What are Blockchain digital assets ?
Blockchain digital assets are a type of digital asset or cryptocurrency, and sometimes represent stakes in a particular project or company. Others are intended solely as currencies, Bitcoin for example, and do not represent a stake in a particular organization. However, unlike traditional assets, blockchain assets are digital, owned solely by you, and are immediately transferable, at any time, to any person.
In order to understand the value proposition of blockchain, it’s important to understand how the internet has evolved from the perspective of the consumer.
At first, the internet was a giant source of information.
Aptly dubbed the “information superhighway,” instead of driving to a library, picking up a newspaper, or flying to a museum, people could just “go online” and read about it.
With more information at their fingertips, more people got involved. Individuals started adding opinion pieces like blogs and social media to the mix, thereby expanding and adding more and more information to the network.
The next iteration of the internet was applying “not having to go to a library” to not having to visit a store—leading to the birth of the e-commerce site.
Instead of driving to the supermarket or clothing store, consumers could order items from the comfort of their own home (and later smartphone/IoT devices).
Although transactions through e-commerce or financial platforms are done online, in terms or services bought, sold, or transferred are digital representations of something physical.
A person could go to his or her bank, withdraw $50K in cash, and drop it off at the car dealer for their car- or could send a wire transfer through his or her online banking portal. The same goes for stocks, groceries, movies/TV shows, or anything else purchased online.
In 1999, economist Milton Friedman posited a new idea with regard to the evolution of the internet.
Freidman spoke about how the growth of the internet would allow for more deregulation and less government oversight, but there was still one thing missing.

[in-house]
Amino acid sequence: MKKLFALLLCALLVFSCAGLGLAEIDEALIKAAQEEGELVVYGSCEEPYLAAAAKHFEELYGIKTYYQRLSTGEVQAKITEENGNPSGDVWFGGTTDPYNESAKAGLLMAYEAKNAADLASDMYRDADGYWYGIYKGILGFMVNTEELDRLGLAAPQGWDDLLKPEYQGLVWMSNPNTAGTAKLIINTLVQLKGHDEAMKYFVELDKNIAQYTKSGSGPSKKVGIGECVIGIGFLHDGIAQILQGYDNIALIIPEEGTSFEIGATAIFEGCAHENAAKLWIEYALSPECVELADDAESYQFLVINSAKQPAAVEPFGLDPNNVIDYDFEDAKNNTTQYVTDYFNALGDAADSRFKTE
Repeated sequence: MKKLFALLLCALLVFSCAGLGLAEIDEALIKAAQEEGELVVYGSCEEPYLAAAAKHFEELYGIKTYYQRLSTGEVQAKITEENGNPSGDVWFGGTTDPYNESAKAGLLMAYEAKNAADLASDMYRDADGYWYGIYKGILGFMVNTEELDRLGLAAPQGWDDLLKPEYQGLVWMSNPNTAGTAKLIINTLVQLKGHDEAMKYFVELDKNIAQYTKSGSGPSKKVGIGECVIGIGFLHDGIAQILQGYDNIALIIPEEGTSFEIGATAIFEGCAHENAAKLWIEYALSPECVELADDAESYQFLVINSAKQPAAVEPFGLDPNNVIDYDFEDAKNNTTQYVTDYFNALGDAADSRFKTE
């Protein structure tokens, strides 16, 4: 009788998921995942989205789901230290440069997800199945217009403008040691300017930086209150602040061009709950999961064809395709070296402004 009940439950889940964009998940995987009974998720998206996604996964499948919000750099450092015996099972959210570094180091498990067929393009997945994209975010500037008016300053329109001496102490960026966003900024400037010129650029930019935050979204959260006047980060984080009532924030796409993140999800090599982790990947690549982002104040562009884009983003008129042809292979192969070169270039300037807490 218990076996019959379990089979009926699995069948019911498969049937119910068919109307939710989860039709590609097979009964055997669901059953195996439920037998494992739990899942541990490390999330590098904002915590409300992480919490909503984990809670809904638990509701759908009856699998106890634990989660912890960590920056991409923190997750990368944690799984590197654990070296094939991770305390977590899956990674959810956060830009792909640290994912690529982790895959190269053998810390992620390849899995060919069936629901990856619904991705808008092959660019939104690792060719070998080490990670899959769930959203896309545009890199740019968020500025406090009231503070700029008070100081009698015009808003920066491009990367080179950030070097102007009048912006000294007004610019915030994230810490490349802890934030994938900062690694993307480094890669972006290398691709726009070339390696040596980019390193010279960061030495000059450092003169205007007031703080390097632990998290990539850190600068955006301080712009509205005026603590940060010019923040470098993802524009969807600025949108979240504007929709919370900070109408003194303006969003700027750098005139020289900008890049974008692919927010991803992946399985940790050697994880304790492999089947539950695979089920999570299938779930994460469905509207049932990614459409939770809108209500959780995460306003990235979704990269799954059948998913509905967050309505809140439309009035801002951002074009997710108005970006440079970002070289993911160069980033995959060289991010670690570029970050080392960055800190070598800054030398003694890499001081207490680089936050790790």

“The one thing that’s missing, but will soon be developed, is a reliable e-cash, a method whereby on the Internet you can transfer funds from A to B, without A knowing B or B knowing A.”
In other words, Friedman suggested the next phase of the internet would evolve from a digital representation of something physical, to a digital store of value that exists exclusively on the internet, like an eCoin.
Roadblocks: Trust and Scarcity
Though Friedman suggested the creation of an eCoin in 1999, there still roadblocks that had to be navigated before a viable digital currency could be released.
When creating a store of value, there are two main challenges. In normal transactions, a central party (bank, credit card, etc.) serves as the guarantor for the transaction.
This is known as a centralized network and can be seen in the image below.
But the internet isn’t a central system, rather it’s decentralized.
There isn’t a single overseer of the internet, it’s instead a collection of server hubs storing and exchanging data. In a decentralized system, there is no central party, so the issue of trust needs to be resolved.
Figure 1: Graphic Representation of Networks
Another hindrance is creating scarcity, or a limited supply.
If a product has the potential for an infinite supply, then the item becomes hyperinflated and loses most or all of its value. Also known as “double spending,” a buyer has no way to authenticate that they are the exclusive owner of a digital asset or if that eCoin has been sent to someone else.
Bitcoin: The Genesis of Blockchain
Nearly a decade after Friedman’s prediction, the anonymous Satoshi Nakamoto published his solution to solving digital scarcity and trust in the whitepaper “Bitcoin:
A Peer-to-Peer Electronic Cash System.”
The theory behind Nakamoto’s solution is simple yet elegant.
He describes the creation of a public record of transactions similar to an accounting ledger.
When all transactions are public, then there’s a record to see if a fraudster has transferred their eCoin to someone else already.
In Nakamoto’s words:
“…transactions must be publicly announced, and we need a system for participants to agree on a single history of the order in which they were received.